Collaboration Platforms: Users Don't Just Show UpBy Guest Author
Collaboration Platforms: Users Don't Just Show Up
By Ajay Deshpande
What distinguishes forward-looking organizations is how they go about adopting collaboration platforms. There are many organizations that have adopted collaboration platforms, but they’re still waiting for users to appear. This article addresses the barriers to user adoption, behavioural and organizational hurtles to avoid, and strategies that help get collaboration successfully adopted in the enterprise.
A recent report by Gartner includes a staggering fact: 80 percent of enterprise social network (ESN) deployments will not achieve their objectives by 2015. This data is also supported by empirical evidence in the field. CIOs entrusted with deploying an ESN in their organization are more often than not asking the question, "Why don’t users just show up?"
Three Barriers to the Widespread Adoption of Collaborative Platforms
Principally, there are three barriers to the extensive use of enterprise social networks, which include employees who are indifferent to social media, multiple deployment challenges, and institutional disincentives to collaboration.
Barrier 1: Your employees who don’t use social media.
One of the drivers of enterprise collaboration is the explosion of social media in our personal lives. A common belief among organizations is "If they’re already on Facebook or Twitter, they should be on our ESN." While Facebook has more than a billion users and Twitter has more than half a billion, many organizations still have employees who aren’t connected to social media at all. Driving user adoption among these employees can be particularly challenging as it includes having to help users learn new tools and change their often-negative views about those tools.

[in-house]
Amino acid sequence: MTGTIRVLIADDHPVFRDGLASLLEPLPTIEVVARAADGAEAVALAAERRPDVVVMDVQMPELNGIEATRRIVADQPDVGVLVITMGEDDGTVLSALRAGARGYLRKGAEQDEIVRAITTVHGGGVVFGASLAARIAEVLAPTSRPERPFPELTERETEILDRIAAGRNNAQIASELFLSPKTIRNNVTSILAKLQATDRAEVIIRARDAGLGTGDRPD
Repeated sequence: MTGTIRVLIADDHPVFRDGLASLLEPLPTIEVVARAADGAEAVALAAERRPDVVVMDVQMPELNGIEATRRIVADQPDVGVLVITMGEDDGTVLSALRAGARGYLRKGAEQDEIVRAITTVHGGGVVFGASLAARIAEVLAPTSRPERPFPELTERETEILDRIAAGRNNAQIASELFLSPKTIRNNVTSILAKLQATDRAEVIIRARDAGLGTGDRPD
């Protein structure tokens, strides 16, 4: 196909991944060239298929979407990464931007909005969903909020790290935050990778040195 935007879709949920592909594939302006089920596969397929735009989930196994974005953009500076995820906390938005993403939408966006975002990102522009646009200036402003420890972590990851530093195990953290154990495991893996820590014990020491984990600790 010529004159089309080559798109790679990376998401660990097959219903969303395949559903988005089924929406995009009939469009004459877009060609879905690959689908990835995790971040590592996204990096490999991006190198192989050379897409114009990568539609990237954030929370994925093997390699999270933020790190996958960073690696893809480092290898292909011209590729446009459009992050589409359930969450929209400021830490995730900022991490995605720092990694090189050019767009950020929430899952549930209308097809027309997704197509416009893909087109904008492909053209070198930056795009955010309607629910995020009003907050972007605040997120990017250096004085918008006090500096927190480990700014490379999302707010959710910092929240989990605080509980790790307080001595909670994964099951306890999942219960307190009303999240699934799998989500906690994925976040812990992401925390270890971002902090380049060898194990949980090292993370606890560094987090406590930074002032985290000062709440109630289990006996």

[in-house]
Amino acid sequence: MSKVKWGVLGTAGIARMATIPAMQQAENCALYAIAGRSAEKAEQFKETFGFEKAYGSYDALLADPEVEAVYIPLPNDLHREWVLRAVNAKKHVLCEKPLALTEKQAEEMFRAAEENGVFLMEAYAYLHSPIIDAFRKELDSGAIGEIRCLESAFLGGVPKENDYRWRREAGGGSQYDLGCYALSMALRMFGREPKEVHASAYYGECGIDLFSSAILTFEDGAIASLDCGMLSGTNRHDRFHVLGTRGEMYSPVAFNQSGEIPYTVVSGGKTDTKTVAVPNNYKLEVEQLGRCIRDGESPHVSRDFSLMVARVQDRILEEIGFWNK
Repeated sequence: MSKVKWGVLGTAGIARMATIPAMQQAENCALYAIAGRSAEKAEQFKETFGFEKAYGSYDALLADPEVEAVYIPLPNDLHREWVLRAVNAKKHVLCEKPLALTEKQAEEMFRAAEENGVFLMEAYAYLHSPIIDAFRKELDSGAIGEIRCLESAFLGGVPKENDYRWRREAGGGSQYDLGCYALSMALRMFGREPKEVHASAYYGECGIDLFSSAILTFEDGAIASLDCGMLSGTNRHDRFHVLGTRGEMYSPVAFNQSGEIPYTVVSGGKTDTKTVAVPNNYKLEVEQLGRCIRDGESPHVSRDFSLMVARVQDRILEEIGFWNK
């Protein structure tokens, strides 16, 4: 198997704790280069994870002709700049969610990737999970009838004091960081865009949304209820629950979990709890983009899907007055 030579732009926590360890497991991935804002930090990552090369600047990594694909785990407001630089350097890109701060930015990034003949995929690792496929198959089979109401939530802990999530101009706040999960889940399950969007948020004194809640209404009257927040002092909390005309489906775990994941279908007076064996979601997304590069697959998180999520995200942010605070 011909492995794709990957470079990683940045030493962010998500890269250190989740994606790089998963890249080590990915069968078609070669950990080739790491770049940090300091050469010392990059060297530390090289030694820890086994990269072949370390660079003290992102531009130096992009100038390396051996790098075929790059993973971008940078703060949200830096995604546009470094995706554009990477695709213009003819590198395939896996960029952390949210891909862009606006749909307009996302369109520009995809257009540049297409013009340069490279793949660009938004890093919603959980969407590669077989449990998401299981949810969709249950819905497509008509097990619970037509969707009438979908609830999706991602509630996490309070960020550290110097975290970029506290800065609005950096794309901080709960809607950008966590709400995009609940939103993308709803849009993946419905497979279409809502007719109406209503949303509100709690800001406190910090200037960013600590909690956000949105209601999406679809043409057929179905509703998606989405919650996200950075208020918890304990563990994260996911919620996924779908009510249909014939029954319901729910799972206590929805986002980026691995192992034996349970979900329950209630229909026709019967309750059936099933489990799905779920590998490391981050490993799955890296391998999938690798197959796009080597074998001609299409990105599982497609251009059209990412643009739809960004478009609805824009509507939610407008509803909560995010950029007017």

Barrier 2: Deploying collaboration tools isn't just an IT task.
Because collaboration involves technology tools, it’s common for employees to think the IT team just needs to get the technology deployed—and that’s it. Like when an enterprise moves from an open source email system to Microsoft Exchange, employees think "IT just needs to take my old inbox and transfer it to my new inbox, and give me a user manual on how to use it."